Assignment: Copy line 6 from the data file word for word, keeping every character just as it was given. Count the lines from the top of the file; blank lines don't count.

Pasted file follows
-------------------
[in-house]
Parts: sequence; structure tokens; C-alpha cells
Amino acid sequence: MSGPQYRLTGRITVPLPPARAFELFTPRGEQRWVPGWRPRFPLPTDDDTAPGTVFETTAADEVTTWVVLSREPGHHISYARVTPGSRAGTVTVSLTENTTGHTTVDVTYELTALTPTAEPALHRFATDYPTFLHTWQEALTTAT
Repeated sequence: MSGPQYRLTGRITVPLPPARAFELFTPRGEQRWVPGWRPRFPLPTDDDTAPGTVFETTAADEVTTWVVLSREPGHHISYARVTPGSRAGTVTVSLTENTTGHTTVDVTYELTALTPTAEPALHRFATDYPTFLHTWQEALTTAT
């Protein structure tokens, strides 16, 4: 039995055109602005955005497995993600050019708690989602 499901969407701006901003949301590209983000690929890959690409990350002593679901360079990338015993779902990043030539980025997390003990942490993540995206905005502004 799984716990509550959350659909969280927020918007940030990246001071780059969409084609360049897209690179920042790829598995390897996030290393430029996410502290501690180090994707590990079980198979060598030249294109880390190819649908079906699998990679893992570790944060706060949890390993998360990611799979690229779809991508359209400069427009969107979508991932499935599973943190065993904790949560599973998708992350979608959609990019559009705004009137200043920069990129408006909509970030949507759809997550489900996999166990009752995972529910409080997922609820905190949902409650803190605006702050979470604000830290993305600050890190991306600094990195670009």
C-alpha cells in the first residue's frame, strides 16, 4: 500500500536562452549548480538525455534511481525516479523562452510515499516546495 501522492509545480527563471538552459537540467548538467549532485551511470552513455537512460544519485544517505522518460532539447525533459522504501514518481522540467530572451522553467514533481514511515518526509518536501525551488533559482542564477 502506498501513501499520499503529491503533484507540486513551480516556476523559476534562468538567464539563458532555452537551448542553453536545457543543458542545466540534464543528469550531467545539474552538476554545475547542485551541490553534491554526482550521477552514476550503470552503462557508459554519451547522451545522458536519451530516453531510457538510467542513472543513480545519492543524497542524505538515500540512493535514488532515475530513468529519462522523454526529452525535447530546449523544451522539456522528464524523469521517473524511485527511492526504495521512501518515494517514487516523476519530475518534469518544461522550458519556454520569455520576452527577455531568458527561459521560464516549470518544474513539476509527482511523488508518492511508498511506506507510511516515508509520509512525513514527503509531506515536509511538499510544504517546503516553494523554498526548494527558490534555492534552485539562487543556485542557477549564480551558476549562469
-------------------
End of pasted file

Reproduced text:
C-alpha cells in the first residue's frame, strides 16, 4: 500500500536562452549548480538525455534511481525516479523562452510515499516546495 501522492509545480527563471538552459537540467548538467549532485551511470552513455537512460544519485544517505522518460532539447525533459522504501514518481522540467530572451522553467514533481514511515518526509518536501525551488533559482542564477 502506498501513501499520499503529491503533484507540486513551480516556476523559476534562468538567464539563458532555452537551448542553453536545457543543458542545466540534464543528469550531467545539474552538476554545475547542485551541490553534491554526482550521477552514476550503470552503462557508459554519451547522451545522458536519451530516453531510457538510467542513472543513480545519492543524497542524505538515500540512493535514488532515475530513468529519462522523454526529452525535447530546449523544451522539456522528464524523469521517473524511485527511492526504495521512501518515494517514487516523476519530475518534469518544461522550458519556454520569455520576452527577455531568458527561459521560464516549470518544474513539476509527482511523488508518492511508498511506506507510511516515508509520509512525513514527503509531506515536509511538499510544504517546503516553494523554498526548494527558490534555492534552485539562487543556485542557477549564480551558476549562469